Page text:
By Andrew Hamlin
Northwest Asian Weekly
“A Woman, a Gun, and a Noodle Shop,” the new film from Chinese director Yimou Zhang, is his first film adapted from a Western source. It’s also his first film in a long time to use a small cast and a plot that steers clear of kings, empires, and battlegrounds.
Unfortunately, neither of these new developments serves Zhang well. He takes inspiration from the 1984 film “Blood Simple” by Joel and Ethan Coen. However, he doesn’t improve on it. Zhang’s trademark frenzied action scenes, without its epic scale to put them in perspective, seem pointlessly hysterical.
The film opens with great energy and confusion. The film takes place in ancient China in the Gansu province. A Persian merchant is demonstrating sophisticated weapons to an eager audience in Wang’s Noodle Shop.
We get the impression that everyone who is watching the Persian works together in the noodle shop. But their relationships to one another aren’t specified. This aspect takes longer than it should to become clear to the viewer.
One of the women (played by Ni Yan) purchases a distinctive three-barreled gun from the merchant. She’s the discontented wife of the noodle shop’s old and greedy owner Wang (Dahong Ni). Her three employees are the perpetually nervous Yi (Shengyang Xiao), a young waitress (Mao Mao), and the hyperactive Zhao (Ye Cheng).
With his bald head and bright costume, Ye Cheng looks like Zippy the Pinhead from the popular comic strip.
His humorous misadventures with Mao Mao make for some of the only genuine pleasures in this film.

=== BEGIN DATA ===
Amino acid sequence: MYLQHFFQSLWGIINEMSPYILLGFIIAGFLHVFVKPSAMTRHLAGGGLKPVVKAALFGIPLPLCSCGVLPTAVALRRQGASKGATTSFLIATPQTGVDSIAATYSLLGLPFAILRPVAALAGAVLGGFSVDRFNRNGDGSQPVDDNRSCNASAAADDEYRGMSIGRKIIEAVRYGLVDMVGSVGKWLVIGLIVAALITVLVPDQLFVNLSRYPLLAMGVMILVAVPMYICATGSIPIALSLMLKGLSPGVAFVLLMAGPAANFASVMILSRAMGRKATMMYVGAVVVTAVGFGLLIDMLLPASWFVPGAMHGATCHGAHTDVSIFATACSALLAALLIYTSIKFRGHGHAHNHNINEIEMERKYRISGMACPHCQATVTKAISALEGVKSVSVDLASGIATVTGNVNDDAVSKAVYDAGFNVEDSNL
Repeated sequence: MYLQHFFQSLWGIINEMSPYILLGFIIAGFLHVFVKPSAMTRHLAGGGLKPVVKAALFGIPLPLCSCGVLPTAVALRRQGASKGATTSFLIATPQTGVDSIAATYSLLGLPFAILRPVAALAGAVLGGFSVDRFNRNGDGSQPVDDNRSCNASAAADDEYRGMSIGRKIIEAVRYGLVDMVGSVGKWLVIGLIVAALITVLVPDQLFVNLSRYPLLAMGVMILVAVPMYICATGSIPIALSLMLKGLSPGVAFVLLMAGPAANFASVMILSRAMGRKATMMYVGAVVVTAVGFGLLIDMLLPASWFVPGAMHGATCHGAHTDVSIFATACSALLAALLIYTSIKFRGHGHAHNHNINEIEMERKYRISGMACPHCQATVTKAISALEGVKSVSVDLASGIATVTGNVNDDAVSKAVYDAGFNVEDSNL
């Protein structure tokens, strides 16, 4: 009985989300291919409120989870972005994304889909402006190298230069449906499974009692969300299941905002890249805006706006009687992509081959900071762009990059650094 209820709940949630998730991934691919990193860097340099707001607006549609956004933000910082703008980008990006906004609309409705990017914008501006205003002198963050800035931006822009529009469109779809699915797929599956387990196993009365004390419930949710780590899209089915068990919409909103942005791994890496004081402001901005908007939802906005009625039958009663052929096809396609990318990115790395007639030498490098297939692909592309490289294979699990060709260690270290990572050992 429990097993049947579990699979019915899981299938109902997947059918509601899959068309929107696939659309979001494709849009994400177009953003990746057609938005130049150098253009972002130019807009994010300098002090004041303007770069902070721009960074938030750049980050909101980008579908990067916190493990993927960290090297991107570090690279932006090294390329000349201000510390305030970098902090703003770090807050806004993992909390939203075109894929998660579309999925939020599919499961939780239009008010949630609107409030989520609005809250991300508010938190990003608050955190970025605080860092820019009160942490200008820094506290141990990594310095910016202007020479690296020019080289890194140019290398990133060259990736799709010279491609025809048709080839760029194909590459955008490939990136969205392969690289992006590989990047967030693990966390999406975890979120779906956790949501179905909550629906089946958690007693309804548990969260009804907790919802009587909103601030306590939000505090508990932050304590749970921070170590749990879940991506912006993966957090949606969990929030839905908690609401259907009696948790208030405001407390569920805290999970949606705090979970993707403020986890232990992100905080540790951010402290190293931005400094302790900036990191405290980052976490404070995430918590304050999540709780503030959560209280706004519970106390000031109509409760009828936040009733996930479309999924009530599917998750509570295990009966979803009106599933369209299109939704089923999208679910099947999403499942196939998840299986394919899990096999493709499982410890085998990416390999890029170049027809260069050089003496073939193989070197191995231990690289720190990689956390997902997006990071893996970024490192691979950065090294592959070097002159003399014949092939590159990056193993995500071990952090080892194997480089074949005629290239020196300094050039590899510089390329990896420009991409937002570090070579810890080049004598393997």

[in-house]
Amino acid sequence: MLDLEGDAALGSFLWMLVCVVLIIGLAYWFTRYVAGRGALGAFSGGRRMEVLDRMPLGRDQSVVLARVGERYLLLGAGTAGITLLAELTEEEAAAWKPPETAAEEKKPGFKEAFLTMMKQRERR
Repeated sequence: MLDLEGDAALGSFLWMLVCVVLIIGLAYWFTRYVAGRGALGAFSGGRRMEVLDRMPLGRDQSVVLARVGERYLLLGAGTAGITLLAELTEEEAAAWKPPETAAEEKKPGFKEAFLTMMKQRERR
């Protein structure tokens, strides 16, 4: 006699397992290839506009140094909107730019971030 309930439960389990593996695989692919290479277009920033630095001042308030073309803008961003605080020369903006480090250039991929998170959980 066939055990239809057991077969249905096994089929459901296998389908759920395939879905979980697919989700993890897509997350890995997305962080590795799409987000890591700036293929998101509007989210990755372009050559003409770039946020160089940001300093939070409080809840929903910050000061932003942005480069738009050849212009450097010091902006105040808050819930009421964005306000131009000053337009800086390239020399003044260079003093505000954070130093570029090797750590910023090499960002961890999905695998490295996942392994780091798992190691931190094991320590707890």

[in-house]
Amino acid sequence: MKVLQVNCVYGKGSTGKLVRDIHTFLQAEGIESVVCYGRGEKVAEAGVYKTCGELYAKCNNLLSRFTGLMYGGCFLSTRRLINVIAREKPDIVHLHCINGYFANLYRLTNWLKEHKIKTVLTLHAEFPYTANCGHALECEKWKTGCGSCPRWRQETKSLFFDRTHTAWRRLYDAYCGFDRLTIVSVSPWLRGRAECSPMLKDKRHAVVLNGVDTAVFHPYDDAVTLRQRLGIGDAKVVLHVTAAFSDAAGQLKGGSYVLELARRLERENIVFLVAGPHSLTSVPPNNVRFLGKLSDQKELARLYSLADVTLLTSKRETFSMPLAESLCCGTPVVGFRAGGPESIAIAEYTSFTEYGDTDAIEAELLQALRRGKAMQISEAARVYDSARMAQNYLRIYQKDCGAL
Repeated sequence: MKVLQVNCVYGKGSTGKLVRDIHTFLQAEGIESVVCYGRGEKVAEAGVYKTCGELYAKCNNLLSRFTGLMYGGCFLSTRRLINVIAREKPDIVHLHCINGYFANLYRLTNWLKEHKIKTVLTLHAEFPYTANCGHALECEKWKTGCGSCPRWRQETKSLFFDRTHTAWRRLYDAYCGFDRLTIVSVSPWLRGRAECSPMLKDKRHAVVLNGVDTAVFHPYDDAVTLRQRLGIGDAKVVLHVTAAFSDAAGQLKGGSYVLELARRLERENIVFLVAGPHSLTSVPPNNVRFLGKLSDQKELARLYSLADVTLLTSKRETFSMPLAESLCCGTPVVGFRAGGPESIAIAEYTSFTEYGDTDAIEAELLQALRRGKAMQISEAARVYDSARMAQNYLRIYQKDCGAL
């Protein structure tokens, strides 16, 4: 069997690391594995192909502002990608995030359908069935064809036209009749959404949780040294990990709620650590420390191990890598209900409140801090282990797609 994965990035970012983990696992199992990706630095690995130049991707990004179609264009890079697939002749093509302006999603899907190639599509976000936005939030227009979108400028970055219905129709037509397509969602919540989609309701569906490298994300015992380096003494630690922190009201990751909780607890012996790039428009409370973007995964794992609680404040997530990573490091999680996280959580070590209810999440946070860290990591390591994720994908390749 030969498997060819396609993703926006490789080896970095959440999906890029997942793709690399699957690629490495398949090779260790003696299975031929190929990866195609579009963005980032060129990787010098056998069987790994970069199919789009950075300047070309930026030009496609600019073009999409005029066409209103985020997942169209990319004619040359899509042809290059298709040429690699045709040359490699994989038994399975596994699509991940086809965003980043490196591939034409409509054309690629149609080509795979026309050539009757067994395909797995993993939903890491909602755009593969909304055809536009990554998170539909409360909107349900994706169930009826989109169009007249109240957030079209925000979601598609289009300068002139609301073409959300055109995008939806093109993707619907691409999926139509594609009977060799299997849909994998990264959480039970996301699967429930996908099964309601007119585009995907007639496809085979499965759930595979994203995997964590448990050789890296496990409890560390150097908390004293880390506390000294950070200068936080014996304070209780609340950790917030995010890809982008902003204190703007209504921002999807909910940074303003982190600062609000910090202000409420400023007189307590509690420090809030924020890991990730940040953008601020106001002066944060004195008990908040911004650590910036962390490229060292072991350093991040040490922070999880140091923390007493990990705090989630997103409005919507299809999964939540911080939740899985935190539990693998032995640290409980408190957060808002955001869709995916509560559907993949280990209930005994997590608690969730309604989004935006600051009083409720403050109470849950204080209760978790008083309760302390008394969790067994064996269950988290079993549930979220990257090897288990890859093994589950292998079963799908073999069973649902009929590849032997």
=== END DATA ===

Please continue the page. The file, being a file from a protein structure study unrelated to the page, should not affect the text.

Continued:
The wife has feelings for Yi and tells the noodle thrower that he’s a better man for her than Wang. With his crusty demeanor and sadistic temper, Wang seems like a bad husband. But Yi, who can hardly prepare a simple shop order without fretting, grimacing, and sweating, doesn’t seem like much herself.
In fact, most of the character’s inner motives and feelings seem absent in Yimou’s film. The Coen brothers’ “Blood Simple” was about people who murdered for money. It was also about tragi-comic misunderstandings. It was a huge success, but it showed a lack of humane thinking. The coldly clinical filmmakers thought of human beings as ants in an ant farm, to be shaken up and killed at will. “Noodle Shop” is much of the same.
In “Blood Simple,” the main character, a private detective turned hitman-for-hire, was a wild, flamboyant man. In “Noodle Shop,” the character’s equivalent is a policeman turned hitman-for-hire, Zhang (Hunglei Sun). But he doesn’t stand out from the crowd. In fact, he’s probably the quietest character in the whole film. The other, wilder characters tend to overshadow him. As a result, we lose interest in the person who’s supposed to anchor the action.
The film’s wild antics seem too frantic for the enclosed space of the noodle shop. But on the open planes, where the living go to bury the dead, everyone seems swallowed up by the enormity of nature. Yimou Zhang needs to think seriously before remaking another Western film. Or he may just need to helm another epic. ♦
“A Woman, a Gun, and a Noodle Shop” opens Friday, Sept. 10 at the Harvard Exit Theatre, 807 East Roy Street on Seattle’s Capitol Hill. For prices and show times, consult local listings or call 206-781-5755.
Andrew Hamlin can be reached at firstname.lastname@example.org.